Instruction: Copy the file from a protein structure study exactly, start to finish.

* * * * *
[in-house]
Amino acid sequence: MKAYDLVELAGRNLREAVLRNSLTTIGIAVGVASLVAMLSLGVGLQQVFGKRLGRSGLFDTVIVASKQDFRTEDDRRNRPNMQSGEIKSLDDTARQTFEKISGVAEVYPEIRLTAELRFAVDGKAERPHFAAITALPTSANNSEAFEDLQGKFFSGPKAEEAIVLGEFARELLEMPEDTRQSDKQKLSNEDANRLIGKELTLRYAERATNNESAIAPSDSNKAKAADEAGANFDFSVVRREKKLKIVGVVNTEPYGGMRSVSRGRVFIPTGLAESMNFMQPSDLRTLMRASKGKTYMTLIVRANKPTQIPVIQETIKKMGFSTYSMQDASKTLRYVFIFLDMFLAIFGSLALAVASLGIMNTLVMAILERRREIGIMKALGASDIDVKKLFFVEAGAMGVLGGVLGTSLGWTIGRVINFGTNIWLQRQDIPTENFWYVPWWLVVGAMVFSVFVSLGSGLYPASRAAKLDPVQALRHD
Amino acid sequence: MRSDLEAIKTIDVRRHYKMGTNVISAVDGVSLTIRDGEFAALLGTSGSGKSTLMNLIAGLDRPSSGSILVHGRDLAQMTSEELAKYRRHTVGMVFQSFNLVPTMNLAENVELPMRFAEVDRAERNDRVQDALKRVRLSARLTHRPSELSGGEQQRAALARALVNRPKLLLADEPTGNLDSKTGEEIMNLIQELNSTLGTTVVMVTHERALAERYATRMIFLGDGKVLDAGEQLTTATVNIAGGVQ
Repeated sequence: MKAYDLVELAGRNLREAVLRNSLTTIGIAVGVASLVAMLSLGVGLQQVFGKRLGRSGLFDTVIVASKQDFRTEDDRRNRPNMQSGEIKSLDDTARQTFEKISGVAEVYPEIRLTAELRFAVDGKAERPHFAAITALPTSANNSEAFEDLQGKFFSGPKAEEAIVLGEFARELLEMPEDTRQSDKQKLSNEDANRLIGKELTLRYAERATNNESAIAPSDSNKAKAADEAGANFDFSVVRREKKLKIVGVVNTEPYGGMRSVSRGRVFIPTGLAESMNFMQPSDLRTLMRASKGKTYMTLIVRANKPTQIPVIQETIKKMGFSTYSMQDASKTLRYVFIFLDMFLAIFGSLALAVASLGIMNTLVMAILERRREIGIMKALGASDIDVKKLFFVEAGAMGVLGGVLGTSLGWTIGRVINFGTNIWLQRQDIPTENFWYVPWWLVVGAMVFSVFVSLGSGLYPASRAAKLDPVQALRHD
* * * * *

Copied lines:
[in-house]
Amino acid sequence: MKAYDLVELAGRNLREAVLRNSLTTIGIAVGVASLVAMLSLGVGLQQVFGKRLGRSGLFDTVIVASKQDFRTEDDRRNRPNMQSGEIKSLDDTARQTFEKISGVAEVYPEIRLTAELRFAVDGKAERPHFAAITALPTSANNSEAFEDLQGKFFSGPKAEEAIVLGEFARELLEMPEDTRQSDKQKLSNEDANRLIGKELTLRYAERATNNESAIAPSDSNKAKAADEAGANFDFSVVRREKKLKIVGVVNTEPYGGMRSVSRGRVFIPTGLAESMNFMQPSDLRTLMRASKGKTYMTLIVRANKPTQIPVIQETIKKMGFSTYSMQDASKTLRYVFIFLDMFLAIFGSLALAVASLGIMNTLVMAILERRREIGIMKALGASDIDVKKLFFVEAGAMGVLGGVLGTSLGWTIGRVINFGTNIWLQRQDIPTENFWYVPWWLVVGAMVFSVFVSLGSGLYPASRAAKLDPVQALRHD
Amino acid sequence: MRSDLEAIKTIDVRRHYKMGTNVISAVDGVSLTIRDGEFAALLGTSGSGKSTLMNLIAGLDRPSSGSILVHGRDLAQMTSEELAKYRRHTVGMVFQSFNLVPTMNLAENVELPMRFAEVDRAERNDRVQDALKRVRLSARLTHRPSELSGGEQQRAALARALVNRPKLLLADEPTGNLDSKTGEEIMNLIQELNSTLGTTVVMVTHERALAERYATRMIFLGDGKVLDAGEQLTTATVNIAGGVQ
Repeated sequence: MKAYDLVELAGRNLREAVLRNSLTTIGIAVGVASLVAMLSLGVGLQQVFGKRLGRSGLFDTVIVASKQDFRTEDDRRNRPNMQSGEIKSLDDTARQTFEKISGVAEVYPEIRLTAELRFAVDGKAERPHFAAITALPTSANNSEAFEDLQGKFFSGPKAEEAIVLGEFARELLEMPEDTRQSDKQKLSNEDANRLIGKELTLRYAERATNNESAIAPSDSNKAKAADEAGANFDFSVVRREKKLKIVGVVNTEPYGGMRSVSRGRVFIPTGLAESMNFMQPSDLRTLMRASKGKTYMTLIVRANKPTQIPVIQETIKKMGFSTYSMQDASKTLRYVFIFLDMFLAIFGSLALAVASLGIMNTLVMAILERRREIGIMKALGASDIDVKKLFFVEAGAMGVLGGVLGTSLGWTIGRVINFGTNIWLQRQDIPTENFWYVPWWLVVGAMVFSVFVSLGSGLYPASRAAKLDPVQALRHD